Thus, the finished blend combines house with rock outcrops (massive stones were unearthed in quarries in Carlow to sit in the landscape), sculpture, water feature, and some inspired themed planting.
Innovatively, behind, an elevated screening section is planted with gorse, a robust ‘wild’ bush with its distinctive yellow blooms, and coconut smells: The gorse corrals one garden route, wittily known as the goat path, to the higher ground, with a plateau for ball-kicking.
This upper garden tier opens up even more expansive city and suburban vistas, as well as suggesting scope to do something in the future with No 3’s extensive membrane. Roof terrace, anyone?
The main house weighs in at about 3,500 sq ft, with very open plan main living spaces. It has lots of indoors/outdoors access points and balconies, and features an upside-down layout, to maximise views and to work with the particular site’s slope and orientation.
Three of its four en-suite bedrooms are down at the lower ground level, with two having their own garden patio access points, and all are served by a long and wide corridor, used as a home office and ideal too as a play space.
But, good and all as the lower ground is, it’s the entry level/upper floor that is the knockout, what with its full-width kitchen/dining/living room, with rear high and glass-ceilinged winter garden overlooking a sheltered patio.
This level is also home to an angled/L-shaped corridor with feature corner coiled stainless steel radiator, a large utility with separate access and massive storage, guest WC, and a master suite with oversized double-aspect bedroom, private bathroom with jetted bath, and a walk-in robe/dressing room.
The inside-outside flow is boosted by a private balcony off the main bedrooms, and another wrap-around balcony in a maintenance-free material (engineered timber) which runs in front of the rest of the house’s first-floor façade, past some cedar sheeting, to give end-to-end external links, and yet more courtyard access.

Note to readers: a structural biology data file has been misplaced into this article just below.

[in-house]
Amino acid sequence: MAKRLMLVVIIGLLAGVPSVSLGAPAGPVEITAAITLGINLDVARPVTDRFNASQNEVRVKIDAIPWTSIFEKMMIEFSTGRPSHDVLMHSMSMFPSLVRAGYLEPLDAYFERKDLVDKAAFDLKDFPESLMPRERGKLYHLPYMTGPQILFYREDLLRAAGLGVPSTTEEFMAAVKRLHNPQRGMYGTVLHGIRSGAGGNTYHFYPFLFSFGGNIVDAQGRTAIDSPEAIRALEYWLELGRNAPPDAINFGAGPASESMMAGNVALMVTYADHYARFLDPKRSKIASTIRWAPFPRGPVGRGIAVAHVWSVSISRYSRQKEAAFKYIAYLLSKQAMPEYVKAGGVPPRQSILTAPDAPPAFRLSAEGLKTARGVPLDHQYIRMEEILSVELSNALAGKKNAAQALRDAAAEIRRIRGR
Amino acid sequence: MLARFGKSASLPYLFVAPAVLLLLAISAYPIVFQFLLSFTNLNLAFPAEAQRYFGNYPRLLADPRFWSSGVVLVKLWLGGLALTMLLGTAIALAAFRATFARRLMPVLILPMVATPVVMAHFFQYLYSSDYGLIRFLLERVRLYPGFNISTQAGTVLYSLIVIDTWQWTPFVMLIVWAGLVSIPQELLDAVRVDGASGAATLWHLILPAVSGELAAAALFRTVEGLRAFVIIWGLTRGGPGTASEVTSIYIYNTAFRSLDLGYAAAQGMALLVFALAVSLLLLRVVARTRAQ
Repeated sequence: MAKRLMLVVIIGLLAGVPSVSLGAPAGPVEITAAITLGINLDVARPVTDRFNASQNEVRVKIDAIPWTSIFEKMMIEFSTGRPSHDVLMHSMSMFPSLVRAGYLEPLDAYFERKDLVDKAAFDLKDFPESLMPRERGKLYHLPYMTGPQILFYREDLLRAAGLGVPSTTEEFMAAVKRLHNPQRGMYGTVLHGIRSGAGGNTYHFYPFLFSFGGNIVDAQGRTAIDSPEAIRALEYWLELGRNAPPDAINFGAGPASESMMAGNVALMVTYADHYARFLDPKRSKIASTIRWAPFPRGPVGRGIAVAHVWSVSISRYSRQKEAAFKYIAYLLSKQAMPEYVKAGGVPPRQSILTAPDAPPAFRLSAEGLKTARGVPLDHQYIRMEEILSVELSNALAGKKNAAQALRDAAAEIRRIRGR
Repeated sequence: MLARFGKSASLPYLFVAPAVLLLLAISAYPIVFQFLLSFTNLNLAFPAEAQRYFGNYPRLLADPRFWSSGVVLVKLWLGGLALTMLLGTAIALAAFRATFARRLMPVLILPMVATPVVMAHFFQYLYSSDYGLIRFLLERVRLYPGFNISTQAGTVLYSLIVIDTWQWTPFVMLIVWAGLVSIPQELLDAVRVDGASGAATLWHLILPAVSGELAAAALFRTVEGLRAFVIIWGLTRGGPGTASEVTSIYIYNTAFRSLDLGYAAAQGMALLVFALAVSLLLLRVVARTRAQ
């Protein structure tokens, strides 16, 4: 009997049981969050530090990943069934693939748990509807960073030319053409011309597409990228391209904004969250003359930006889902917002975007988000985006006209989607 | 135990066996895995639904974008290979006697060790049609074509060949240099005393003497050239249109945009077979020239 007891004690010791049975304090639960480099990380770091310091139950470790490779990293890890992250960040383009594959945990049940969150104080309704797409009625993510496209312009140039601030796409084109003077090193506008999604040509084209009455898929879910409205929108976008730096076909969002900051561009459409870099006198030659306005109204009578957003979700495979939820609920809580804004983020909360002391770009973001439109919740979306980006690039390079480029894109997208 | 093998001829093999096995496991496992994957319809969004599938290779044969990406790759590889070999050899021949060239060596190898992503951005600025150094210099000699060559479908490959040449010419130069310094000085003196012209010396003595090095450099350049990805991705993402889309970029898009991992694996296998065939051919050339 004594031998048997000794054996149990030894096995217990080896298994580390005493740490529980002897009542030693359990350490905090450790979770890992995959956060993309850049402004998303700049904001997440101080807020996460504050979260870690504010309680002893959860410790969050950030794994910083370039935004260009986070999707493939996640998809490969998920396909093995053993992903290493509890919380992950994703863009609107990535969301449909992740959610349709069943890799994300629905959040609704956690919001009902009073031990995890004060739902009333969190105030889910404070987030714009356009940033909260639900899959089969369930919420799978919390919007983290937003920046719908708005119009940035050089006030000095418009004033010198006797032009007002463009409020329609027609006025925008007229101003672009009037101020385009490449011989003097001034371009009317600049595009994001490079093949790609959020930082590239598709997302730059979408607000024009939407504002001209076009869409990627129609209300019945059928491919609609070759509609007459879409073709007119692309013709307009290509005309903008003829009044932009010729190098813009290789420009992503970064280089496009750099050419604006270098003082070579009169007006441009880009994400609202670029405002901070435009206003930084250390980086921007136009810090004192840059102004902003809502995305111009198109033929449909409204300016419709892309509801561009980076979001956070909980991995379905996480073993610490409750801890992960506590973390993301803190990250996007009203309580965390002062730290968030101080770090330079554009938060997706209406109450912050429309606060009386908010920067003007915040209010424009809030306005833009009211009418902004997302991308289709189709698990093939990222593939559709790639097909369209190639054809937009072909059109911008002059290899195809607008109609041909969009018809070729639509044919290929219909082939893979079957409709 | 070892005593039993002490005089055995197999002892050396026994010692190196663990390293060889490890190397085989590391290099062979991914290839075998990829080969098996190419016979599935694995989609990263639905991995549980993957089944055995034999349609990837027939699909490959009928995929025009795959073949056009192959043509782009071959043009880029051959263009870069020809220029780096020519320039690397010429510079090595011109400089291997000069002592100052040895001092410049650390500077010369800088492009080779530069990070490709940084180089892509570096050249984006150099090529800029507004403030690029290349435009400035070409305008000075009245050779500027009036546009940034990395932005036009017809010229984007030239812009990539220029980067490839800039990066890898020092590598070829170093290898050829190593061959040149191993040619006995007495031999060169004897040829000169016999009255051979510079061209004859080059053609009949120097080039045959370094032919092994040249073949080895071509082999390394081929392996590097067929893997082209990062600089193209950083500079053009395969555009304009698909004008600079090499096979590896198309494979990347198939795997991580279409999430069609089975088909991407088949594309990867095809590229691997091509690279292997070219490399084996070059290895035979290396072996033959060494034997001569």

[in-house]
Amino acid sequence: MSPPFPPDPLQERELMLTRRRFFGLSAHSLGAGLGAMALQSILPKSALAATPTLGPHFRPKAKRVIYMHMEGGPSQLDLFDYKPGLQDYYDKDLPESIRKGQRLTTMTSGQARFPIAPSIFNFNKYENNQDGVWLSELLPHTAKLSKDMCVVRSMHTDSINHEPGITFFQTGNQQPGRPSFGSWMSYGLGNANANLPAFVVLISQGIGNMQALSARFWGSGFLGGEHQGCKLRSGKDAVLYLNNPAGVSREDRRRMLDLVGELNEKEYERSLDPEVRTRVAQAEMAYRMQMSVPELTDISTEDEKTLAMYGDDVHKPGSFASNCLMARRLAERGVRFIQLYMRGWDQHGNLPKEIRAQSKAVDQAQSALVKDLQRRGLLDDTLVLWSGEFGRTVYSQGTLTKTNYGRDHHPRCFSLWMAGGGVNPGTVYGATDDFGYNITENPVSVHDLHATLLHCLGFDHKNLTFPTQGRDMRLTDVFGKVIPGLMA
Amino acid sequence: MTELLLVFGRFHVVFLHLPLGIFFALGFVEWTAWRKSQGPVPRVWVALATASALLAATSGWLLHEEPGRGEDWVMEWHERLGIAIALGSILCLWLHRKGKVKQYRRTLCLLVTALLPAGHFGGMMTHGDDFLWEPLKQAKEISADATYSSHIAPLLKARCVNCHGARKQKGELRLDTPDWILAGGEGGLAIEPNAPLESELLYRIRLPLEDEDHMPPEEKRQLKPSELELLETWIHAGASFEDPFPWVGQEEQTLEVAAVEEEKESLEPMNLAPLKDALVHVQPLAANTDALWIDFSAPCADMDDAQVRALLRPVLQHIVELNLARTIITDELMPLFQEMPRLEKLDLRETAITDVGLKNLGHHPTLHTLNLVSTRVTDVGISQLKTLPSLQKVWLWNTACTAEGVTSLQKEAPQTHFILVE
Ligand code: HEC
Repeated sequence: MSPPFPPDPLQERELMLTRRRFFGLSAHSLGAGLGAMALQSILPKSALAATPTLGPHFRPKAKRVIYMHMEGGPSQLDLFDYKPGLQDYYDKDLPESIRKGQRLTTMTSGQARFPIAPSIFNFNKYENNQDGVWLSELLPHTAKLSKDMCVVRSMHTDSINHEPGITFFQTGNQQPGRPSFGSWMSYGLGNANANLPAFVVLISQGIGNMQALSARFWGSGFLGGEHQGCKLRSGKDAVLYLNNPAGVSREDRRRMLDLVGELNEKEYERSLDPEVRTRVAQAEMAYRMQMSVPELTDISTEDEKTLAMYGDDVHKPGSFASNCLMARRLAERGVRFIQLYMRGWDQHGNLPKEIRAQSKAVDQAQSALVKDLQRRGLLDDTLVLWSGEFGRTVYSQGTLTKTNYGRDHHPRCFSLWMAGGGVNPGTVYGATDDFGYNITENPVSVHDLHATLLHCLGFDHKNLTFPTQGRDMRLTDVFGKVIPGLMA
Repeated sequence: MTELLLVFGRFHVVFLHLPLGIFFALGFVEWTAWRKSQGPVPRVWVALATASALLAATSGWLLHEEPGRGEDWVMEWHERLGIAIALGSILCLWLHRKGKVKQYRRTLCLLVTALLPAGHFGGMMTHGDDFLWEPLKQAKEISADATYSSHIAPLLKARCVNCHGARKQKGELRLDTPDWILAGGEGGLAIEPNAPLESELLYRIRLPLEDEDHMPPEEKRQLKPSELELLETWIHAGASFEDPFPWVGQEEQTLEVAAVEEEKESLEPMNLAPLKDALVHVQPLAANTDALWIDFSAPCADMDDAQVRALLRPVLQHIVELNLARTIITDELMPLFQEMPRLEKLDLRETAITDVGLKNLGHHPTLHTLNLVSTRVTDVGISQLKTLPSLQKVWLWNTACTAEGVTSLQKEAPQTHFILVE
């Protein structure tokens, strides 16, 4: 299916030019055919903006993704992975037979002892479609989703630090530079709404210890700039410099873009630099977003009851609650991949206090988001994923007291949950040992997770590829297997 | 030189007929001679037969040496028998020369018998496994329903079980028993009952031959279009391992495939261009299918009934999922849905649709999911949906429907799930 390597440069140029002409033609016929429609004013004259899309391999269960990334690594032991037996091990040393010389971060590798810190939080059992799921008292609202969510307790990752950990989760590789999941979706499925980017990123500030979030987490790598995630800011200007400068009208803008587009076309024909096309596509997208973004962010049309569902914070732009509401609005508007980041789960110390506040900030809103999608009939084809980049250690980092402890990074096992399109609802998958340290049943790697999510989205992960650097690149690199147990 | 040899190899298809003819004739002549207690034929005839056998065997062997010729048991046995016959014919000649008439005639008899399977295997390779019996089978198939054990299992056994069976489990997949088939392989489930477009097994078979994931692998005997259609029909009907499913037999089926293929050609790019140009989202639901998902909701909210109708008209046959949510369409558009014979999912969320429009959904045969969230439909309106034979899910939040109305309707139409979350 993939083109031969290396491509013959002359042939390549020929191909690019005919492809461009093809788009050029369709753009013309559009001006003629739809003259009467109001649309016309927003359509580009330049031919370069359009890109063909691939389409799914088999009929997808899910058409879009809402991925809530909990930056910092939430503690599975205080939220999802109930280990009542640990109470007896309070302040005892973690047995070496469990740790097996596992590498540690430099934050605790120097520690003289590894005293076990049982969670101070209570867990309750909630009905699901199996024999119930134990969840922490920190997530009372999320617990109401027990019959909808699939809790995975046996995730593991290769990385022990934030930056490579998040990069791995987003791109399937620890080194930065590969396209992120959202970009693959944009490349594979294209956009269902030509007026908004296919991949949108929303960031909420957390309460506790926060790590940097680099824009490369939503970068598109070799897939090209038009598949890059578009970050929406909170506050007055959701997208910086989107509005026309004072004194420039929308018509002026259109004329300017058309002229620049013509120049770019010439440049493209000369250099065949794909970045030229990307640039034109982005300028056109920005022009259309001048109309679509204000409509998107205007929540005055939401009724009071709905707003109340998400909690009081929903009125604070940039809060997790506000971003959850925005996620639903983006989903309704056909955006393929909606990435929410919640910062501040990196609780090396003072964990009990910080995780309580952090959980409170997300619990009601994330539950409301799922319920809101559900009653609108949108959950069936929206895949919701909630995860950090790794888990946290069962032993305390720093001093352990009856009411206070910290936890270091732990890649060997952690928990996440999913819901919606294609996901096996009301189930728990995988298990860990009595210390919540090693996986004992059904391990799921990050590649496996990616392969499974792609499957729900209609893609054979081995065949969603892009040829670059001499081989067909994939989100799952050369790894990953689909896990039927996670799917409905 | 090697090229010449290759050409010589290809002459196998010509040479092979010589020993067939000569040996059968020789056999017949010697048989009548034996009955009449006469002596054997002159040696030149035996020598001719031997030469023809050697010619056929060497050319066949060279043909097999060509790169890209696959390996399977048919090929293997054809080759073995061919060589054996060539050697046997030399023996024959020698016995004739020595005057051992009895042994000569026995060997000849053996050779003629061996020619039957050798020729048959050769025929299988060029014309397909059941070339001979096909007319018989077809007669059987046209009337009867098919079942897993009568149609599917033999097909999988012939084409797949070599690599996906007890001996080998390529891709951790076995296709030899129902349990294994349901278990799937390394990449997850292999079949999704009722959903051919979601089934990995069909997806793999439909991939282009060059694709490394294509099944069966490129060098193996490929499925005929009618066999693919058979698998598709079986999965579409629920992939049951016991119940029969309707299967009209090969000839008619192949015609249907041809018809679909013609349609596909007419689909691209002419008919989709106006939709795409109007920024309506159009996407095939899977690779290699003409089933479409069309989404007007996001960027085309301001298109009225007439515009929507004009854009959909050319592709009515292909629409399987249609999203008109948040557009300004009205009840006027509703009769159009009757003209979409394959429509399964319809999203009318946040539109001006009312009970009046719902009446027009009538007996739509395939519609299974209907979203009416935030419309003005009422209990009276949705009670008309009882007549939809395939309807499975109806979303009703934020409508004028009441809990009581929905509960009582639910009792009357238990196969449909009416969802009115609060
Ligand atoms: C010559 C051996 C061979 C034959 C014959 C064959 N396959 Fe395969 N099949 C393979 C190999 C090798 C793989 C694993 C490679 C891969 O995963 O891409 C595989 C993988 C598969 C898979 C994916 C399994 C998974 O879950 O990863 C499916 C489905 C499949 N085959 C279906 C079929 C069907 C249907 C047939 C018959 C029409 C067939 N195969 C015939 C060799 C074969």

It’s floored in Italian travertine, which is also inside on the floors in a more polished state, and a real statement piece is the almost monumental-sized block of quarried rough travertine, pitted with holes and indentations, subtly lit, and with water pumped though it as a signature statement work of art.
It stands on a stainless steel grille above a sump, and so it is a safe installation for children and dogs or other pets to be around.
The courtyard is a sun-trap, and as beautiful at night when lit up and seen from so many of the internal vantage points and the long through-views.
Back inside, there’s plenty to catch and hold the eye. Ceiling heights in the main are above spec, and lighting is by Wink, while the kitchen is by top maker Martin Kiely, with Neff appliances, and Fisher & Paykel dishwasher.
Flooring in the reception areas is wide plank American maple, running without the interruption of door saddles. Windows are by West, and sanitary ware is Duravit, with super high-end Vola taps, while music is on tap via Bose speakers.
Sherry FitzGerald say the bespoke home “perfectly combines stunning aesthetics with practicality,” adding that the site’s very effective too for family fun, given the expanse of flat lawn by its higher section.
Other practical touches include having the main or formal front entrance close to the access to the utility behind a cedar screen, so getting bins out, or shopping in, is a smart selection next to the parking/turning slot.
Separately, and almost over-archingly, the house’s exterior is distinguished too by the amount of blue-grey limestone on external walls and pillars, laid on flat, horizontal dry-stone-style, with an arty craftsperson’s eye and hand.
: There are very few contemporary homes of this calibre in Cork's settled suburbs.
: 324 sq m (3,500 sq ft)
: Stunning design and delivery